Tuesday, January 18, 2011

"Be tender to it, and that will be its future."

“It’s the one insane taboo left: sex as a natural and vital thing” (291).

Chapter seventeen details the beginnings of Connie’s trip abroad. She gets very little enjoyment out of the atmosphere, the landscape, and the diversions: “This tourist performance of enjoying oneself is too hopelessly humiliating: it’s such a failure” (281).

But there are two developments: Connie finds out that she is pregnant, and Oliver’s wife returns to claim him. He rejects her, but upon hearing the news Connie begins to have doubts:

“She felt angry with him for not having got clear of a Bertha Coutts: nay, for having ever married her. Perhaps he had a certain hankering after lowness. […] It would be well to be rid of him, clear of him altogether. He was perhaps really common, really low” (290).
But no worries; she comes to her senses:
“Oh no! I mustn’t go back on it! I must not go back on him. I must stick to him and to what I had of him, through everything. I had no warm, flamy life till he gave it to me. And I won’t go back on it.”

Things will be rough for Connie and Oliver in the last two chapters. Bertha, upon being rejected, began spewing all kinds of nasty slander about her sex life with Oliver while they were married, and claimed that Oliver had had lovers since their separation (pot calls kettle black, continued on page four). Based on a set of initials she found on the charred remains of her and Oliver’s family portrait, she even went so far as to accuse Connie of being the lover. Connie was still abroad, but Clifford took legal action, and Bertha’s gone into hiding. But Oliver has been sacked, and is leaving for London the same day Connie returns from Venice.

On to chapter eighteen!

Chapter eighteen begins to wrap up the scandal. Connie and Oliver agree to get divorces from their spouses, keeping clear of each other during the proceedings, then getting married and living together to raise their child. Though Oliver has misgivings about raising a child in a world he hates with an uncertain future, Connie says: "Be tender to it, and that will be its future" (306). They have sex, with this lovely sentiment: "And as his seed sprang in her, his soul sprang towards her too, in the creative act that is far more than procreative" (307).

Chapter nineteen!

In chapter nineteen, after receiving a letter from Connie asking for a divorce, Clifford really goes a bit insane. His relationship with Mrs. Bolton becomes quite perverse; he acts like a child with her, but fondles her breasts and kisses her. It's extremely weird, especially for Mrs. Bolton:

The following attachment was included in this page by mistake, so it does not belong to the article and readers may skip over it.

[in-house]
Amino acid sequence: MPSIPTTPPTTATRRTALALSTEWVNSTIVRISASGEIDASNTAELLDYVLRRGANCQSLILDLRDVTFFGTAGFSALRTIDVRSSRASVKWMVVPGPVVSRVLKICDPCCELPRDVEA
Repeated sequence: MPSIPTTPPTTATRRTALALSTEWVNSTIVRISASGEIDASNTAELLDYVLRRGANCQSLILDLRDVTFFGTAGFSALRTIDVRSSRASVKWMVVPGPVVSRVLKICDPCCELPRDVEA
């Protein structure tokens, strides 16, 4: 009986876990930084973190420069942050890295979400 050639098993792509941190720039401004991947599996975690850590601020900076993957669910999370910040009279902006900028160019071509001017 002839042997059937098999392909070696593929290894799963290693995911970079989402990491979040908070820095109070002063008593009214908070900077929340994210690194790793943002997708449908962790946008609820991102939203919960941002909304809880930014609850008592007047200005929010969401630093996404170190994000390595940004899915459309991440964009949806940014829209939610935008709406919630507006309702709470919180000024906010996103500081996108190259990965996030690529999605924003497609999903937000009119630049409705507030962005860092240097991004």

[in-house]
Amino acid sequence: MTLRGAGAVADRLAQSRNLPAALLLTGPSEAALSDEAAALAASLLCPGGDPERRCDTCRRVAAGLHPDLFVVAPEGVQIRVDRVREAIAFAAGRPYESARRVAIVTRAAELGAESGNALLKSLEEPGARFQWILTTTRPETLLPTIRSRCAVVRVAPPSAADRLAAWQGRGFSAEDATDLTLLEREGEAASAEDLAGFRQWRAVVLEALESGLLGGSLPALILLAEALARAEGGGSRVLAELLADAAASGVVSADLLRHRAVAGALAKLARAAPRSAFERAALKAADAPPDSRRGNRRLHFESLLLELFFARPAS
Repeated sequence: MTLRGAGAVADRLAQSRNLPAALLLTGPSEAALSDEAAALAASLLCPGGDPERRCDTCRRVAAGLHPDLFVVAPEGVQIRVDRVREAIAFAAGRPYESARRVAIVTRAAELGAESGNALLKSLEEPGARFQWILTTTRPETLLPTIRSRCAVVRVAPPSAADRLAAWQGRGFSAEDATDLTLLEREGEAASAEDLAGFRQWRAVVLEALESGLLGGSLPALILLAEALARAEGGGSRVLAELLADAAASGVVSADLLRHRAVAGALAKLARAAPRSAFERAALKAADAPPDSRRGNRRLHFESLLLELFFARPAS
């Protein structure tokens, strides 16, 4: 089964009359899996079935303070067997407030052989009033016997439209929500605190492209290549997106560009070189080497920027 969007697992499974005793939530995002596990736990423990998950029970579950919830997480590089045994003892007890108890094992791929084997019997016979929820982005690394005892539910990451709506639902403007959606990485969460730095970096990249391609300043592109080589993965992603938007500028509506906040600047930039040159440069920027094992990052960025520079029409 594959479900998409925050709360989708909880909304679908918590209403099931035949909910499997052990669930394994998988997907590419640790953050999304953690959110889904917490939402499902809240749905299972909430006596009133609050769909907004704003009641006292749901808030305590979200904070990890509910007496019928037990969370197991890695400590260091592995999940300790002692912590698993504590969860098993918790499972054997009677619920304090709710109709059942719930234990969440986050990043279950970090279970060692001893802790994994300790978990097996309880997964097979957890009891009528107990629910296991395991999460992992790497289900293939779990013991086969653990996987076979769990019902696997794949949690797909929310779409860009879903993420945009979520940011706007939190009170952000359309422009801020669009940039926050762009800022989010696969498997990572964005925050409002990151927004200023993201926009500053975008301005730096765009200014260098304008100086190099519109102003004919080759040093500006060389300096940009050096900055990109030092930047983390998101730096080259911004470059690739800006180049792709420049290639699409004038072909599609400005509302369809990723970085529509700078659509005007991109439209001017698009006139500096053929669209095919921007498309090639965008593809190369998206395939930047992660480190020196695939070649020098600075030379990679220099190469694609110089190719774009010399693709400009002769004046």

"And while she aided and abetted him all she could, away in the remotest corner of her ancient healthy womanhood she despised him with a savage contempt that knew no bounds" (321).

He demands to see Connie again at Wragby. Connie, afraid, enlists Hilda to go with her to help convince Clifford's delusional mind that the child is not his and that she is leaving, and convince him to agree to the divorce which he is threatening to withhold. As they argue, Clifford says he will never divorce Connie because he doesn't believe in love, and therefore her love for Oliver can't be more important than the routine at Wragby, of which she had been a part. So Connie doesn't get her divorce, but she and Oliver proceed with their plans anyway, and the novel ends with Oliver working on a farm to prepare for starting a farm of their own when the child is born.


I very much enjoyed Lady Chatterley's Lover. In the beginning we saw that "a woman could yield to a man without yielding her inner, free self" (4), but as the novel progresses we see that that seems to be the very problem. Connie doesn't really find peace, for lack of a better term, until she and Oliver share the "sheer fiery sensuality" that strips them to their "final nakedness" together (273), where they are both shameless and tender with each other. In between is the struggle to find self-sustaining tenderness and awareness, the two things that were lacking in her life and other relationships. Lack of tender touch and true intimacy diminish a person's humanity and reality, which frustrates their chances for happiness. It is through her sexual relationship with Mellors that Connie finds a tender awareness that flows back and forth between them, reinvigorated with every passing.

Fascinating stuff. Up next, Goblin Market, an epic poem by Christina Rossetti.

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